Infertility and Contraceptives

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Many Kenyan women that are of childbearing age opt to use contraceptives to prevent pregnancy. The narrative is common among women from across the economic divide with the poor increasingly opting for family methods that will allow them to make better decisions on planning their family (http://www.nation.co.ke/lifestyle/DN2/Use-of-contraceptives-on-the-rise-among-Kenya-s-urban-poor/957860-3050450-mtejyi/index.html). The most common contraceptives used by women in Kenya are pills, injectables and implants. The oral contraceptives can be bought at local chemists while the implants and injectables are administered at clinics and hospitals around the country.

Nevertheless, the fear of not being able to conceive as a result of taking hormonal contraceptives over a period of time is always lurking in the mind of many even though not often expressed to others. Fortunately, the rate of infertility associated with frequent use of these contraceptives is quite low making them a good choice for women that are not ready to get pregnant. In most cases, women have been able to conceive within a few weeks or months after getting off family planning. All the same, it is important to discuss your options with your doctor before starting on any type of contraceptives to reduce any risks of unwanted pregnancies or on your overall health status.

Although contraceptives have no direct connection with infertility, there are some cases whereby they can negatively affect long term fertility in women. Some of the ways in which the use of family planning can affect fertility include:

  1. Improper use of hormonal contraceptives

Many women in Kenya that have delayed conception due to improper use of contraceptives often think it is because of the regular use of family planning methods. When making a decision to start using contraceptives, it is important to seek advice from a qualified doctor, whether single or married. The medical professional will be able to discuss the pros and cons of each method allowing you to make an informed decision.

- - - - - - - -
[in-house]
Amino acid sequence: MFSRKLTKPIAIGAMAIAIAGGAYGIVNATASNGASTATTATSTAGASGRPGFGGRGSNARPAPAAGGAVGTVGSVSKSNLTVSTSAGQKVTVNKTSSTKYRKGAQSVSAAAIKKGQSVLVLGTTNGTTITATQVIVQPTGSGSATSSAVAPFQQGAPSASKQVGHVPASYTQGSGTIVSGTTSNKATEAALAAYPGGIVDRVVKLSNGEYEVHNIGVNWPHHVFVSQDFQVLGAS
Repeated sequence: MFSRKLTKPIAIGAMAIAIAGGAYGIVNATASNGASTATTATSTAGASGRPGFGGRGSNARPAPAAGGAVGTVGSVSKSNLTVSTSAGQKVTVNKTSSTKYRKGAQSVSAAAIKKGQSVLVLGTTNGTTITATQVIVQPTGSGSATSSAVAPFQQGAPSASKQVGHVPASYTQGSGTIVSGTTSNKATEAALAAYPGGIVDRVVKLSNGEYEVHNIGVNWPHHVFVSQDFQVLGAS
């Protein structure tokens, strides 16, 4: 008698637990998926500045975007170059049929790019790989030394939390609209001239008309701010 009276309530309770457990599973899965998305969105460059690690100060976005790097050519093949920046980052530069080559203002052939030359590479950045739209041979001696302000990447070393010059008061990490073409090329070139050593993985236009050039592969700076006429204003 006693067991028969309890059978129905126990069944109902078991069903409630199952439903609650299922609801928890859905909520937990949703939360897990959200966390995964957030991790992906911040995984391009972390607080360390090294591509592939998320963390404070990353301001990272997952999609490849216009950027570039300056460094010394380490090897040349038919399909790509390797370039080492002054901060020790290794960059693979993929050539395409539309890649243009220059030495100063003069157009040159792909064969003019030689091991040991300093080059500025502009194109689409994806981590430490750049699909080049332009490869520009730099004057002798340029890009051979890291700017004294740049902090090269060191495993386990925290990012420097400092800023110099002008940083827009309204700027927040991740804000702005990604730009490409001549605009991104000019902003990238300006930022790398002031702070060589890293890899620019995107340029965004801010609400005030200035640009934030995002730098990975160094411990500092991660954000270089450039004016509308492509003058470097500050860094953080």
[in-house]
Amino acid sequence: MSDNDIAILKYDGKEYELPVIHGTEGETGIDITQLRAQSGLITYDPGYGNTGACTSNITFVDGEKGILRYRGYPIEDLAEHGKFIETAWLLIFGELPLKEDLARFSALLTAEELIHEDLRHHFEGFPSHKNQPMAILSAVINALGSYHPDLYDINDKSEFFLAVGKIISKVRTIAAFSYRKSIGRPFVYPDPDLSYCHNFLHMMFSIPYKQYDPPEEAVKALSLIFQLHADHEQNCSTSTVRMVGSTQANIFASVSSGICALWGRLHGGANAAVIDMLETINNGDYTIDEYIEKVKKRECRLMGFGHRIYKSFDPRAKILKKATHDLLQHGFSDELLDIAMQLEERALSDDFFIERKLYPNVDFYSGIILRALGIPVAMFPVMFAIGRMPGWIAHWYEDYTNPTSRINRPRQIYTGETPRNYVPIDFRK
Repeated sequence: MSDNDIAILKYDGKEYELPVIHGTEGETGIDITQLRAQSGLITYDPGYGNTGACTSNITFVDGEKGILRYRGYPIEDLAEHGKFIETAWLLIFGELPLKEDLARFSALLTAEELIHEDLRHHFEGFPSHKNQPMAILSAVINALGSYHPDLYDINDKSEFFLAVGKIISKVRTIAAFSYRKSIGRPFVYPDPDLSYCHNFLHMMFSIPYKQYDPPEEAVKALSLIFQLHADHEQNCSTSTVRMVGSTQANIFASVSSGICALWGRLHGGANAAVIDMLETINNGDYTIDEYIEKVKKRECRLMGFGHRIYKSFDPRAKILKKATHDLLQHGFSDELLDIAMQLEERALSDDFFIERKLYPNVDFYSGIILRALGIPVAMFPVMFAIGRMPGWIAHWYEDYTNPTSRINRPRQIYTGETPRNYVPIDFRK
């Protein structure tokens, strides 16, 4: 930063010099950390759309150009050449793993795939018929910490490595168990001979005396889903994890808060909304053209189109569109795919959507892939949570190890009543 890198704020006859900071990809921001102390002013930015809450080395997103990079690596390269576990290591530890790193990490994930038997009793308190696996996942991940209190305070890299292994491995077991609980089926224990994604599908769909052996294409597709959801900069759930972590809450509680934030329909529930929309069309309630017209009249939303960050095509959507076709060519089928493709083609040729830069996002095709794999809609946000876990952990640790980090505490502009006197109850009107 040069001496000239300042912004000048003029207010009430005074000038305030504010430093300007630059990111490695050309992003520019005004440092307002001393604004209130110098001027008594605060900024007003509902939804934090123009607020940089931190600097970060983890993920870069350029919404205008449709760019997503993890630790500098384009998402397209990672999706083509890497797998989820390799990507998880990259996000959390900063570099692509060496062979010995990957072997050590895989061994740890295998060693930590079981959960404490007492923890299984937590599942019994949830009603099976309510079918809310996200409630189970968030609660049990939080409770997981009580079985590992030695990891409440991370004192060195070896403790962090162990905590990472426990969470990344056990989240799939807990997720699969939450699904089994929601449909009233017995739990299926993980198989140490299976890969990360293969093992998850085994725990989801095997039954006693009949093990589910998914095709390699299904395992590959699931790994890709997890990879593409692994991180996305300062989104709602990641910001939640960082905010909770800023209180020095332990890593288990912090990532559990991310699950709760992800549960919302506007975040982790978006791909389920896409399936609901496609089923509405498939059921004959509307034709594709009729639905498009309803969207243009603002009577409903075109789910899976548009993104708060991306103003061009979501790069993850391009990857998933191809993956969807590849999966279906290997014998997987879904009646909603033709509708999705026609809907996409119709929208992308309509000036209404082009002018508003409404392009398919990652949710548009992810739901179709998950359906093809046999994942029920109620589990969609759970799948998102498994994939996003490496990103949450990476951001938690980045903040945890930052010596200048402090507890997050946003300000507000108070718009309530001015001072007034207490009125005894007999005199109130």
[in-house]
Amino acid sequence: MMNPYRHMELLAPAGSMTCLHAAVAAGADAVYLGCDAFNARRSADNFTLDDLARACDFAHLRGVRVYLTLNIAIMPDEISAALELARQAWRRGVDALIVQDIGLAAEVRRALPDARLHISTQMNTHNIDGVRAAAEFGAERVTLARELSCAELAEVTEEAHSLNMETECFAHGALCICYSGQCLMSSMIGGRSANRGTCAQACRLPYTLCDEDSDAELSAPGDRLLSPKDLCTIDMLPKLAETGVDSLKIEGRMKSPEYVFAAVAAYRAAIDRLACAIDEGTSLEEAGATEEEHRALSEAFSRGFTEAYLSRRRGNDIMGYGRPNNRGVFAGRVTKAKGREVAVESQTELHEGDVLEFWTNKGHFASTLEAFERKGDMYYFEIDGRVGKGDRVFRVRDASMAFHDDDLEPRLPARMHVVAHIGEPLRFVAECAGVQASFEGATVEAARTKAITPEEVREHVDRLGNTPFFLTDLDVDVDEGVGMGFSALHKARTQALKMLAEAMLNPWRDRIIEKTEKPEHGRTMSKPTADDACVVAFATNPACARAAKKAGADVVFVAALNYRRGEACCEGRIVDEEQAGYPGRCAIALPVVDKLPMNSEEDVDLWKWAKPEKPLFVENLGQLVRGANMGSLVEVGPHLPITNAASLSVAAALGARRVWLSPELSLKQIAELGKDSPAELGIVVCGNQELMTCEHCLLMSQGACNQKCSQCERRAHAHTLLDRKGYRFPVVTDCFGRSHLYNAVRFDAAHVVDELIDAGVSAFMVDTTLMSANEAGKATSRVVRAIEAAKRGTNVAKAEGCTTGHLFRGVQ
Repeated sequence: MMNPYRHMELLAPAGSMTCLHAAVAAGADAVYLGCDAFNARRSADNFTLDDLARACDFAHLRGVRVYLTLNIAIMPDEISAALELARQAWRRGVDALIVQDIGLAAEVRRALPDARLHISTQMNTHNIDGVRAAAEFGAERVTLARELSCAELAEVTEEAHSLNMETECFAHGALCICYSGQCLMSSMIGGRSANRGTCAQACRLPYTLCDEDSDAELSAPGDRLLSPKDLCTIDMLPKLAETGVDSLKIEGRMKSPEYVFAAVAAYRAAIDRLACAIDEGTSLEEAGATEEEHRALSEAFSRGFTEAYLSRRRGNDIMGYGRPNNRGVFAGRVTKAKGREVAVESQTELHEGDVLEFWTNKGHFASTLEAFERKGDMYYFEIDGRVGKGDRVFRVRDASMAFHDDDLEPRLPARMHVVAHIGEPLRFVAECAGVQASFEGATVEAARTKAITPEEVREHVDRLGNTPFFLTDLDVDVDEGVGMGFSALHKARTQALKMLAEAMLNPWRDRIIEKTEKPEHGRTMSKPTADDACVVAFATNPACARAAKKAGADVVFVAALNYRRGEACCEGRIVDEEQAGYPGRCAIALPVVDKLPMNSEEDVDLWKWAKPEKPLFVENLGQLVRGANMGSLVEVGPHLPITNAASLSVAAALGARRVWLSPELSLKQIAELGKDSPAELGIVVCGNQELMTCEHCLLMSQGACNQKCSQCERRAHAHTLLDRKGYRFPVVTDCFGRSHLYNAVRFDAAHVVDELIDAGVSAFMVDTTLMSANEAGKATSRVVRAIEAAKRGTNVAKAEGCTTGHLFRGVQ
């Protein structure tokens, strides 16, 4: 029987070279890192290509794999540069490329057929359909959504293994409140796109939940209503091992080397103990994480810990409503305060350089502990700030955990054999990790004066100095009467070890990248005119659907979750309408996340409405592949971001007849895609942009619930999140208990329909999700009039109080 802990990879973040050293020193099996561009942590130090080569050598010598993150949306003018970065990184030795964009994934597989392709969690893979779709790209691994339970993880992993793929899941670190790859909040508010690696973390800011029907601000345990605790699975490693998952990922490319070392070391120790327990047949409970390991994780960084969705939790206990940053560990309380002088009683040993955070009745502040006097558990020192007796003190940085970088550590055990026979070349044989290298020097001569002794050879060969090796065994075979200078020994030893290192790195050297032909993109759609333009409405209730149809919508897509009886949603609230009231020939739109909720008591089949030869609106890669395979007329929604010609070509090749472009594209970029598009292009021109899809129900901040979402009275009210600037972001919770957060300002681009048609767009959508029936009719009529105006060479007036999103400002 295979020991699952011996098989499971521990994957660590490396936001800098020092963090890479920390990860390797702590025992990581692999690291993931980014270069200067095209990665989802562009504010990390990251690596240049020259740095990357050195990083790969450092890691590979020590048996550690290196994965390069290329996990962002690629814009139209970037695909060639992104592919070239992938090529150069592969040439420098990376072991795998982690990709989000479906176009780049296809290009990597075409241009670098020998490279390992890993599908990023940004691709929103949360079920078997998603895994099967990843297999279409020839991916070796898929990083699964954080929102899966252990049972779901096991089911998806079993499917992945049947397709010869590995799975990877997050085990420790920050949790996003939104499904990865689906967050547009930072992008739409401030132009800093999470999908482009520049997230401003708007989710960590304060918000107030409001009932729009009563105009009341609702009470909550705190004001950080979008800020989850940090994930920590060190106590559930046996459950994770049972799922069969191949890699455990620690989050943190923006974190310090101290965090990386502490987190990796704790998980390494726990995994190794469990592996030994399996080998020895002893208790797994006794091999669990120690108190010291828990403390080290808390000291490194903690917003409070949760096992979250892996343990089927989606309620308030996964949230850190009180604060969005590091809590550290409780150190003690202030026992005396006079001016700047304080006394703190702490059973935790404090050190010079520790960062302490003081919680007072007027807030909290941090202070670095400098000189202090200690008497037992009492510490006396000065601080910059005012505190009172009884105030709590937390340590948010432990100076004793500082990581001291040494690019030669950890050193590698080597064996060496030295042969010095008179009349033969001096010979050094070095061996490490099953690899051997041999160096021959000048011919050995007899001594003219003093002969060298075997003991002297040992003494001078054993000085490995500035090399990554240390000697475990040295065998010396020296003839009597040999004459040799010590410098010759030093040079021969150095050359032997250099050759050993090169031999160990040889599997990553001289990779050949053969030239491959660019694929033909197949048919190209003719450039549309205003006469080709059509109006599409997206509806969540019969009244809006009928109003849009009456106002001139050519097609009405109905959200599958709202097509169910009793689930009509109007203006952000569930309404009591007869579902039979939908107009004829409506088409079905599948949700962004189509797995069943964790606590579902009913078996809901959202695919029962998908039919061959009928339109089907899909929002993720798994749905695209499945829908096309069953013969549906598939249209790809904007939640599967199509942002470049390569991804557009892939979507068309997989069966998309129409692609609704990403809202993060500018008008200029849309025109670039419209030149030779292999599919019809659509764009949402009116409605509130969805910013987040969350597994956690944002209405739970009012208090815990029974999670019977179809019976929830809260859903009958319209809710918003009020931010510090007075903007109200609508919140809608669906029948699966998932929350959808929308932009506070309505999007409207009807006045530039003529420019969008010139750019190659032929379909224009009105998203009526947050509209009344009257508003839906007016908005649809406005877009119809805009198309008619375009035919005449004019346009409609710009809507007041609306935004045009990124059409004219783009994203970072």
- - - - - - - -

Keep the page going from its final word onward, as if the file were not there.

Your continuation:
2. Declined fertility

As many women put off starting a family for different reasons it is possible to still be sexually active but not get pregnant for an extended time period using contraceptives. However, as they get older their fertility begins to decline thus making it harder to conceive or carry a baby to full term. Family planning methods can suppress the urgency of time in connection with fertility resulting in delayed or no conception depending on one’s age.

3. Ignoring fertility issues

Problems with fertility can be diagnosed in both younger and older women, with most doctors advising that the issue be dealt with as soon as possible. When taking contraceptives, it is possible for women to delay treatment for a minor fertility issue especially if they do not plan to get pregnant soon. In some cases, the fertility problems may become worse or family planning methods used may accelerate the existing problem making it hard to conceive in the future or result in infertility.

Overall, most family planning methods including hormonal contraceptives are safe to use but need to be used as instructed without ignoring any fertility issues or age which may contribute to infertility.